Tenant "Protection" Act: an Attack on Tenants/OCAP report summary

Tom Boland (wgcp@earthlink.net)
Tue, 19 May 1998 14:01:29 -0700 (PDT)

FWD  CC Replies to Ontario Coalition Against Poverty <ocap@netizen.org>

You can access the whole report at either:
http://tenant.net/Other_Areas/Canada/attack.txt      (text file)
or http://www.interlog.com/~cjazz/ocap1.htm    (poorly formatted text version)


By the Ontario Coalition Against Poverty, (416) 925-6939
April 3, 1998

Executive Summary

Today, behind us at the Metro Toronto Convention Centre, there is
"Springfest! '98 Multi-Unit Expo, A Special Event Exclusively for
1,500 Property Managers, Building Owners, Developers . . ."

Some of the seminars going on include, "The New Tenant Protection
Act: Understanding the Implications ...," about such issues as the
new eviction procedures, "how to achieve maximum rents with
prospective and new tenants," and "how to assign, sublet or create
a new tenancy"; the seminar "Renting 2000," which covers
"increasing a building's cash flow and bottom line," and "how to
sell a rent increase to your tenants"; and the seminar "The Arrival
of REIT's to the Canadian Apartment Market," which is about Real
Estate Investment Trusts and how they turn apartment buildings into
easily tradable commodities (ie. "the Securitization of Rental

The Tenant Protection Act has been passed into law and was expected
to come into effect in April, but now the government is saying May.

The Tenant Protection Act (TPA,) is a brutal attack on the 4
million tenants in Ontario, 1/3 of whom are on social assistance.

The TPA:

        * repeals the Landlord and Tenant Act;

        * repeals the Rent Control Act;

        * repeals the Rental Housing Protection Act;

        * ends the Residents Right's Act (which protected
       people in care facilities); and

        * amends the Human Rights Code.

Low income tenants: seniors, the disabled, the working poor, single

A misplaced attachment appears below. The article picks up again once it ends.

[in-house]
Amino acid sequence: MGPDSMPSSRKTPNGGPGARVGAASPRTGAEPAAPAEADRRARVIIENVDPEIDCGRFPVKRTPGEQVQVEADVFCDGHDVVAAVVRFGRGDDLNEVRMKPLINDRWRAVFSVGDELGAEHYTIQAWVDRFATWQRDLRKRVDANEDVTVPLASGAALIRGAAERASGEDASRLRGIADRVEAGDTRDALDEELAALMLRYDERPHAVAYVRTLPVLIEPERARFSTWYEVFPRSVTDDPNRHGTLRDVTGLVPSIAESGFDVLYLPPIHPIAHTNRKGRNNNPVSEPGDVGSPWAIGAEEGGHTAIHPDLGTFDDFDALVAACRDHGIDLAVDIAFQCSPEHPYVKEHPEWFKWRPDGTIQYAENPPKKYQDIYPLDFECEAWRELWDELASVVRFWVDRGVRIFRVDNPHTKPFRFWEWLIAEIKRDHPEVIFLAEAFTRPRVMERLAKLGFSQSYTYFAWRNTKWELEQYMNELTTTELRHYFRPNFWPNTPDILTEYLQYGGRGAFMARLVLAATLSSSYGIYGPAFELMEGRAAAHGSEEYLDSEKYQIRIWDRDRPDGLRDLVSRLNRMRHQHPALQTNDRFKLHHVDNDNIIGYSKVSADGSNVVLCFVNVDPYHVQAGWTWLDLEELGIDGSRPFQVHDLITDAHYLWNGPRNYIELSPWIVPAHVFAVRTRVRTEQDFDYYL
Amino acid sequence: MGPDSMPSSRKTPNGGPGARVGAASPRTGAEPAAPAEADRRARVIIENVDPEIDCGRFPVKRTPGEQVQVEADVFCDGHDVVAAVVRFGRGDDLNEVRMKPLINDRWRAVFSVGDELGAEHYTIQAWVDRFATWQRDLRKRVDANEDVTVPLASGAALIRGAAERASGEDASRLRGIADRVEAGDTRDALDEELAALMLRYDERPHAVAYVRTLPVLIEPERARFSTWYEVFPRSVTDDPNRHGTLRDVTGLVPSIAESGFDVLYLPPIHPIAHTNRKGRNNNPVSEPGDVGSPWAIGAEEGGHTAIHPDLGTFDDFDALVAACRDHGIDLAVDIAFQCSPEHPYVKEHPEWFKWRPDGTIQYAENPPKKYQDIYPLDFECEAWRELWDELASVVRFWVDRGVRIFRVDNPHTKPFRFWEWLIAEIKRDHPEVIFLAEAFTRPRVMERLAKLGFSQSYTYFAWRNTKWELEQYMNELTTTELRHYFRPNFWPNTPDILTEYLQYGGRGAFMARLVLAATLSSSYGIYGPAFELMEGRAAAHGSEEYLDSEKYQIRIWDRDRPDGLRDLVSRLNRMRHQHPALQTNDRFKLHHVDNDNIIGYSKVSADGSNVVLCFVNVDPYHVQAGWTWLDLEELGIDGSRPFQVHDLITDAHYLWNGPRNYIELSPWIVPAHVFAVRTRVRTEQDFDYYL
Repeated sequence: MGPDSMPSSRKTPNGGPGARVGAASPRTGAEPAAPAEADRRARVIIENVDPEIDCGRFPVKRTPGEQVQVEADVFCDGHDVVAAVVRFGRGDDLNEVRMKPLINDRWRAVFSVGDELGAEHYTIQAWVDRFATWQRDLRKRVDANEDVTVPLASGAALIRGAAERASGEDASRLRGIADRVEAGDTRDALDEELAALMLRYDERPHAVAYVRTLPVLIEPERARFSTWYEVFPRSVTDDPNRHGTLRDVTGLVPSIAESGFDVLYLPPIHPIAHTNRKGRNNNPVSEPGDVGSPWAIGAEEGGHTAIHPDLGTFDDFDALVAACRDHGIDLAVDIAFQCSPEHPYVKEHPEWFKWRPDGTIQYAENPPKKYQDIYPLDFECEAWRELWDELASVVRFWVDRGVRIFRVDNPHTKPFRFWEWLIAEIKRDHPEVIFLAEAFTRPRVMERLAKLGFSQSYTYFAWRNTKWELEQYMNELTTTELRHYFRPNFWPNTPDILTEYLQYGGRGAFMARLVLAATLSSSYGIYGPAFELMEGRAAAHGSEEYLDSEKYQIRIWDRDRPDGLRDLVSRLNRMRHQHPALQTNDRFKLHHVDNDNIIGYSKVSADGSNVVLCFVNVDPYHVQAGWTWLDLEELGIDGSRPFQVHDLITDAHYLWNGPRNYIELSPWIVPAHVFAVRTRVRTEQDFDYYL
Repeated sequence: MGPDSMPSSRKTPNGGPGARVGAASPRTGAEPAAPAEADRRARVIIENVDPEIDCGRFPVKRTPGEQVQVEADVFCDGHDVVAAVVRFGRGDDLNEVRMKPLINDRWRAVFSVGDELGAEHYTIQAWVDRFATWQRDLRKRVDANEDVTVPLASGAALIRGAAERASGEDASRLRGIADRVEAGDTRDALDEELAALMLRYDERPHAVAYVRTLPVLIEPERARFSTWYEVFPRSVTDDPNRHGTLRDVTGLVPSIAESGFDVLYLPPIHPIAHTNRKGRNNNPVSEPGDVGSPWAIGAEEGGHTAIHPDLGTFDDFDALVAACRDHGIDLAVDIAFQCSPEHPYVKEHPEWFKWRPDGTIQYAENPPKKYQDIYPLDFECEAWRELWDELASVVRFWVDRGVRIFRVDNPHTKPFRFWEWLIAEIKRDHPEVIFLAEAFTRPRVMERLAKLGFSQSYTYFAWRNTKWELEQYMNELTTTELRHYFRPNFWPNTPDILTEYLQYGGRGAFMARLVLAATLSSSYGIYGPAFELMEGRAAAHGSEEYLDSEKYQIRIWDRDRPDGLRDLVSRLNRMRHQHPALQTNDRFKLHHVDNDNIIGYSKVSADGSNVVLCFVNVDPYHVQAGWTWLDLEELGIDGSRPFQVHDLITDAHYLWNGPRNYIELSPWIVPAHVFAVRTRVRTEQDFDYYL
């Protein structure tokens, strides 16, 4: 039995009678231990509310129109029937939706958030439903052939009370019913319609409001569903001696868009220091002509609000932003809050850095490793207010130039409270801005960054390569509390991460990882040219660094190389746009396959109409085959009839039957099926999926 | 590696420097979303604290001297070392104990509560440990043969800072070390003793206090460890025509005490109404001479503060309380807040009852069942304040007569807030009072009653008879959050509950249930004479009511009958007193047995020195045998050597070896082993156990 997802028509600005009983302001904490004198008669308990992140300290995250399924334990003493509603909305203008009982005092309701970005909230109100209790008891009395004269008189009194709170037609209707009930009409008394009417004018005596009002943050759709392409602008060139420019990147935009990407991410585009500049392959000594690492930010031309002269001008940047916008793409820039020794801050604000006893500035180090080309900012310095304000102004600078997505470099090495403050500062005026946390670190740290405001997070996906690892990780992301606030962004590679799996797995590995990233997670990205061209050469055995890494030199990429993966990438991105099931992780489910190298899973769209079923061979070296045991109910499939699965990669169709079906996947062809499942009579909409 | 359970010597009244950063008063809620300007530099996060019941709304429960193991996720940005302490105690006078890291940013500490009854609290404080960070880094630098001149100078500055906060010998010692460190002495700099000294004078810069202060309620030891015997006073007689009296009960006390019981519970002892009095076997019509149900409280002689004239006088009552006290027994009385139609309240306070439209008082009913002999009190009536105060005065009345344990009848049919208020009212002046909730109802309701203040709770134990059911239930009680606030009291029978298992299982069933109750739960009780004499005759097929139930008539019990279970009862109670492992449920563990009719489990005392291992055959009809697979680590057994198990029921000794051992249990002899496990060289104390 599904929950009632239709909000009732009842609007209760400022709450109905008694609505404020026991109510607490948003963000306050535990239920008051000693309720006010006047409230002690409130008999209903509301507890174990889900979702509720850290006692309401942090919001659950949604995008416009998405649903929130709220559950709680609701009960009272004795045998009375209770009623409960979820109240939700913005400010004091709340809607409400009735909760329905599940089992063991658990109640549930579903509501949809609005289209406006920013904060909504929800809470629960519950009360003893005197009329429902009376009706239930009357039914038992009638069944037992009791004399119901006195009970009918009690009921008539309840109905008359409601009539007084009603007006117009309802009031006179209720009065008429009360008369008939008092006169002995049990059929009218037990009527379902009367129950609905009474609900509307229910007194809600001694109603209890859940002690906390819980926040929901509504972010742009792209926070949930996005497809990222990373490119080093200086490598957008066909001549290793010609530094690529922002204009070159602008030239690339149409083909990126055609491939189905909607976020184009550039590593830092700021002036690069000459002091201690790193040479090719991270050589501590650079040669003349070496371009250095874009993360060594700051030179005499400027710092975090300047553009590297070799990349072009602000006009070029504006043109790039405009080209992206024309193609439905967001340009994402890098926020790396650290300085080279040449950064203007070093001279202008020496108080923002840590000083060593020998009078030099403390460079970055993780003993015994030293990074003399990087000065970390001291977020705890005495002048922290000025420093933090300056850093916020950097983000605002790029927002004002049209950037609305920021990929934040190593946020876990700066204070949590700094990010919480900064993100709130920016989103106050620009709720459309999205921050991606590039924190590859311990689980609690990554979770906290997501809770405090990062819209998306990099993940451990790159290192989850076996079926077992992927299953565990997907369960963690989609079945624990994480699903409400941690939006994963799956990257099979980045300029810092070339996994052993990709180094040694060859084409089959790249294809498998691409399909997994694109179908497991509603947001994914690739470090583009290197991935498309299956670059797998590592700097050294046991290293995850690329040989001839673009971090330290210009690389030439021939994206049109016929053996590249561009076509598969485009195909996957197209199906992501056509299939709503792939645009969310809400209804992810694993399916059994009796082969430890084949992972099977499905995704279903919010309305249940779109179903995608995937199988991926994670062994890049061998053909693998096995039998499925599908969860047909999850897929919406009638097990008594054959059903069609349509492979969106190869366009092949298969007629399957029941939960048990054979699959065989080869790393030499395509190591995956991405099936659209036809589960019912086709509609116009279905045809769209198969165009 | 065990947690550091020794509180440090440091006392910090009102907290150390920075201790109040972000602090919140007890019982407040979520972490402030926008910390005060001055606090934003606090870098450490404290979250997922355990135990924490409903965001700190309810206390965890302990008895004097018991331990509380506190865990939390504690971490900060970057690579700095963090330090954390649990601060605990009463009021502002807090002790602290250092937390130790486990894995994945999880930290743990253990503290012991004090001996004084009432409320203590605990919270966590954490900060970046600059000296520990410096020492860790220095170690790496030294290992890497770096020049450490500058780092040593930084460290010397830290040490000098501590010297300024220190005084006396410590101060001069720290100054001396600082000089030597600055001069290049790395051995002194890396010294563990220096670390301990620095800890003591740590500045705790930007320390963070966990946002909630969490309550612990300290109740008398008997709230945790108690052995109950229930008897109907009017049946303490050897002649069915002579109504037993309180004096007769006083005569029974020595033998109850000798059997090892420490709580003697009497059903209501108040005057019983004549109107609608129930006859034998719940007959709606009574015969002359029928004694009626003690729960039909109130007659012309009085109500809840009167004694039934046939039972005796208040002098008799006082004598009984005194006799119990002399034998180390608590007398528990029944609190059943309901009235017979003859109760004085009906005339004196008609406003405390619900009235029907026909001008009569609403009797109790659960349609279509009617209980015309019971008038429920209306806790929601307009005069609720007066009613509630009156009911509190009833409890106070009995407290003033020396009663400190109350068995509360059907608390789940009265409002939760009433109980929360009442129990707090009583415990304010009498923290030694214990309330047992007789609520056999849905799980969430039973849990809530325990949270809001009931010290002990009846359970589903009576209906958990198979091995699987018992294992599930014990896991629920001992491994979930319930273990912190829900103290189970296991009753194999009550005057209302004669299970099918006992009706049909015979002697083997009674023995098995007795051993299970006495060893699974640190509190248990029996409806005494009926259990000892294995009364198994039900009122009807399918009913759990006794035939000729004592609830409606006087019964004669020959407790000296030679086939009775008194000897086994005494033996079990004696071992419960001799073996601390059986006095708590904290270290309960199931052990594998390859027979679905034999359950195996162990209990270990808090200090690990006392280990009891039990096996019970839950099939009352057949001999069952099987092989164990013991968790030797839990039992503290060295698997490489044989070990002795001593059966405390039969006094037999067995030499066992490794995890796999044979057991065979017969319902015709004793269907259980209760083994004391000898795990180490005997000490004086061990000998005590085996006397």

parent families, immigrants and visible minorities will be the most
vulnerable to the changes under this new "protection" act, that
eliminates many protections they were previously covered by.

Some of the changes being brought in by the Harris government's
Tenant "Protection" Act, include:

        * Bringing in Vacancy Decontrol.  When a tenant moves out the
          landlord is allowed to charge anything they want to the new
          tenant; there will be no regulatory limits on how high the
          rent to the new tenant can be.  This sets up an extremely
          adversarial situation between all sitting tenants and
          landlords.  Landlords will want to get tenants out of
          apartments so they can jack-up the rents, and tenants will
          desperately want to hang onto their apartments so that they
          will not face a much higher Vacancy Decontrolled price.

        * Greatly relaxed Rent Controls for those who remain in their
          apartments, including loopholes such as no ceiling
          whatsoever on financing cost or on extraordinary operating
          costs.  This will lead to Real Estate speculation in rental
          housing that can be fully passed onto the tenants.  If an
          investor decides to pay a ridiculously high price for a
          building tenants will pay for his mistake; after all tenants
          have to live somewhere.

        * Fast-track eviction procedures - now a tenant who has
          reasons to dispute a landlord's application for an eviction,
          will only have 5 days from the time a landlord claims to
          have informed the tenant about the application, to file a
          written dispute.  If the tenant doesn't make the
          ridiculously short deadline, they are assumed to not be
          disputing the landlord's claims.

        * With the repeal of the Rental Housing Protection Act,
          communities will lose by-law control over the conversion or
          demolition of rental housing and care homes.

        * There are new much shorter time restriction on tenants
          filing against landlords.  It often takes a lot of time
          before a tenant realizes and can prove that a landlord is